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November 24, 2016 / lasseathome

Formatting a drive bigger than 2TB in Linux

I recently installed a big disk into my calculation server but could not format it with the gparted GUI. The main problem is that gparted and other tools use fdisk that cannot format drives larger than 2TB, and I wanted to add a 3 TB disk to my calculation server to store data and development code. I had to Google some solutions and found that this can be overcome by using GNU parted command using a partition table of type Intel EFI/GPT. Where the latter comes from the globally unique identifier (GUID) for the EFI System partition and uses information stored in the GUID Partition Table (GPT). EFI uses GPT where BIOS uses a Master Boot Record (MBR). There are plenty of other posts that contain the same essence, but I want to keep some commands readily available for myself so I once again post the commands I have used and want to remember, in the hope that others might find them useful.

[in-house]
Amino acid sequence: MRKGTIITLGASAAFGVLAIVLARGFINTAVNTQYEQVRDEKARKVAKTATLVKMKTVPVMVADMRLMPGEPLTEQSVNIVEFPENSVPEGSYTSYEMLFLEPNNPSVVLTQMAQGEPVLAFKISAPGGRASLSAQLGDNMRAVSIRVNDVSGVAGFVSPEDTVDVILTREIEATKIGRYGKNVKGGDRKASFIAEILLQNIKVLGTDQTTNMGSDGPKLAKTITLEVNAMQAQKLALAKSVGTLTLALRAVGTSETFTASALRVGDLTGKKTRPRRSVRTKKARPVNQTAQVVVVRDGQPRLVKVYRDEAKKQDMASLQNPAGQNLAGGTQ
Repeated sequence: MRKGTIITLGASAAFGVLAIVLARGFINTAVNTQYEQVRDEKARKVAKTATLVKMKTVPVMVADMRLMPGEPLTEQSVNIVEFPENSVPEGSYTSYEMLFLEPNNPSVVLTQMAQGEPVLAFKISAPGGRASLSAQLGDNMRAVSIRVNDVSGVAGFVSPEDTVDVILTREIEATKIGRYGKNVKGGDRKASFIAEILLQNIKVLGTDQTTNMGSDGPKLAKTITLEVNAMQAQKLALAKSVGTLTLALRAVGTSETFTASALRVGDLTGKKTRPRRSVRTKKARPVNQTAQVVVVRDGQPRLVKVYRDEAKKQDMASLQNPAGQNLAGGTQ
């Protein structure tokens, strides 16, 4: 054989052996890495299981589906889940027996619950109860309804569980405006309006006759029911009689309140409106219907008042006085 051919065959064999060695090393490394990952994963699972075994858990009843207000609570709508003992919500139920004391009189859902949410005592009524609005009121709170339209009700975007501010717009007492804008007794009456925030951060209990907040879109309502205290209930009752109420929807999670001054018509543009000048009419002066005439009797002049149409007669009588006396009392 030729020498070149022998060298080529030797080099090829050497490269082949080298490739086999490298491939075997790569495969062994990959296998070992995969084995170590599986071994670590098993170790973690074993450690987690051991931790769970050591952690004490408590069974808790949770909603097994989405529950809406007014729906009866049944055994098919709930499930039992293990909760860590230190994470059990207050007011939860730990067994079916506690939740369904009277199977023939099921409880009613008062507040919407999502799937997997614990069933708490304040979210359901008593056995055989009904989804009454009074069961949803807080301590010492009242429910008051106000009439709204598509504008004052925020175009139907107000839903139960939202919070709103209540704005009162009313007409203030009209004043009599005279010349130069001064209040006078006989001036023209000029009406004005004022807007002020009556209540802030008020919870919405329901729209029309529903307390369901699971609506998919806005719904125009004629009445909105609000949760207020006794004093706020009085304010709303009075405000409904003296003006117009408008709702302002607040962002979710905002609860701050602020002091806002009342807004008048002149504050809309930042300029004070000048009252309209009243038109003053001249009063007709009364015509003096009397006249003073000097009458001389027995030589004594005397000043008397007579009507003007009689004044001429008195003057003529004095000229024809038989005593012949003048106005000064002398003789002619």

The essence of the procedure is to identify the drive letter with lsblk, run parted to create a gpt table and a primary partition, format the drive with mkfs.ext4, and find the GUID with blkid so it can be stored in the /etc/fstab for automatic mounting. The command sequence is:

$ lsblk     # find drive name
$ sudo parted /dev/sdc # start parted
# the rest is in parted's interactive shell
(parted) mklabel gpt
(parted) unit TB
(parted) mkpart primary 0.0TB 2.7TB
(parted) quit
$ sudo mkfs.ext4 /dev/sdc1
$ sudo tune2fs -m 1 /dev/sdc1
$ sudo blkid     # Identify the drive GUID
$ sudo mkdir /Data
$ sudo nano /etc/fstab
# In fstab place the line
UUID=d18b6e08-d82d-4581-8445-8a463e1043fd /Data ext4 defaults 1 2
$ mount /Data

Now the 3TB drive is mounted in data, and I have a sandbox to play in.

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